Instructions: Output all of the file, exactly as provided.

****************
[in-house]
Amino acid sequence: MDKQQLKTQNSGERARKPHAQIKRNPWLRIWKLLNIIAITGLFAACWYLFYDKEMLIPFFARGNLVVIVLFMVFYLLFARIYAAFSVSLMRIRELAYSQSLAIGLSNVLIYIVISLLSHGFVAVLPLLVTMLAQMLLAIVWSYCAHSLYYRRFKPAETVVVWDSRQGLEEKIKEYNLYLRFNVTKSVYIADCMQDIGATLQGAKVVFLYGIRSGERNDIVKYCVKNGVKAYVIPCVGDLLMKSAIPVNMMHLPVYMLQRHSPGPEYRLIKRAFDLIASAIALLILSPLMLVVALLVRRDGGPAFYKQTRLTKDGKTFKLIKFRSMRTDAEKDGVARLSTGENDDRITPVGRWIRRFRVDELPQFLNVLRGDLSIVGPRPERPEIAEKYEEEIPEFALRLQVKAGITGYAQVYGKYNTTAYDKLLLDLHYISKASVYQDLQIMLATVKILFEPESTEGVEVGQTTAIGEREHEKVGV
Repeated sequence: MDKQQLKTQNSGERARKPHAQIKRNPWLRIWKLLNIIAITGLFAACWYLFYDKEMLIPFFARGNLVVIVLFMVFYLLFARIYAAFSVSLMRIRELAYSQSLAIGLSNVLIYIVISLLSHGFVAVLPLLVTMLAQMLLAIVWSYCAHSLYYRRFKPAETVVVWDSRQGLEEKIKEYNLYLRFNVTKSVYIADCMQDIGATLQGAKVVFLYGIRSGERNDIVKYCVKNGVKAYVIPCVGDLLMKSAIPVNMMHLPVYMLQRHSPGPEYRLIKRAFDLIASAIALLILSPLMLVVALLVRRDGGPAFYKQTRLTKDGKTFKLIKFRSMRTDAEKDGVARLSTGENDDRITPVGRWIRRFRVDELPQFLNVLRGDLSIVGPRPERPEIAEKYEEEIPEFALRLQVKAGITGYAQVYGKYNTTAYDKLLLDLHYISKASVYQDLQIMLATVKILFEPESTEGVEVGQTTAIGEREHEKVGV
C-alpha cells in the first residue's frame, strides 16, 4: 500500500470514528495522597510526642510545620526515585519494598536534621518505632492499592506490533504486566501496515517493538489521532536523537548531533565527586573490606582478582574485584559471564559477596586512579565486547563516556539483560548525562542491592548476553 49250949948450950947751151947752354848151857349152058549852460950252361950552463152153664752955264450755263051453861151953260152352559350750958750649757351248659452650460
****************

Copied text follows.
[in-house]
Amino acid sequence: MDKQQLKTQNSGERARKPHAQIKRNPWLRIWKLLNIIAITGLFAACWYLFYDKEMLIPFFARGNLVVIVLFMVFYLLFARIYAAFSVSLMRIRELAYSQSLAIGLSNVLIYIVISLLSHGFVAVLPLLVTMLAQMLLAIVWSYCAHSLYYRRFKPAETVVVWDSRQGLEEKIKEYNLYLRFNVTKSVYIADCMQDIGATLQGAKVVFLYGIRSGERNDIVKYCVKNGVKAYVIPCVGDLLMKSAIPVNMMHLPVYMLQRHSPGPEYRLIKRAFDLIASAIALLILSPLMLVVALLVRRDGGPAFYKQTRLTKDGKTFKLIKFRSMRTDAEKDGVARLSTGENDDRITPVGRWIRRFRVDELPQFLNVLRGDLSIVGPRPERPEIAEKYEEEIPEFALRLQVKAGITGYAQVYGKYNTTAYDKLLLDLHYISKASVYQDLQIMLATVKILFEPESTEGVEVGQTTAIGEREHEKVGV
Repeated sequence: MDKQQLKTQNSGERARKPHAQIKRNPWLRIWKLLNIIAITGLFAACWYLFYDKEMLIPFFARGNLVVIVLFMVFYLLFARIYAAFSVSLMRIRELAYSQSLAIGLSNVLIYIVISLLSHGFVAVLPLLVTMLAQMLLAIVWSYCAHSLYYRRFKPAETVVVWDSRQGLEEKIKEYNLYLRFNVTKSVYIADCMQDIGATLQGAKVVFLYGIRSGERNDIVKYCVKNGVKAYVIPCVGDLLMKSAIPVNMMHLPVYMLQRHSPGPEYRLIKRAFDLIASAIALLILSPLMLVVALLVRRDGGPAFYKQTRLTKDGKTFKLIKFRSMRTDAEKDGVARLSTGENDDRITPVGRWIRRFRVDELPQFLNVLRGDLSIVGPRPERPEIAEKYEEEIPEFALRLQVKAGITGYAQVYGKYNTTAYDKLLLDLHYISKASVYQDLQIMLATVKILFEPESTEGVEVGQTTAIGEREHEKVGV
C-alpha cells in the first residue's frame, strides 16, 4: 500500500470514528495522597510526642510545620526515585519494598536534621518505632492499592506490533504486566501496515517493538489521532536523537548531533565527586573490606582478582574485584559471564559477596586512579565486547563516556539483560548525562542491592548476553 49250949948450950947751151947752354848151857349152058549852460950252361950552463152153664752955264450755263051453861151953260152352559350750958750649757351248659452650460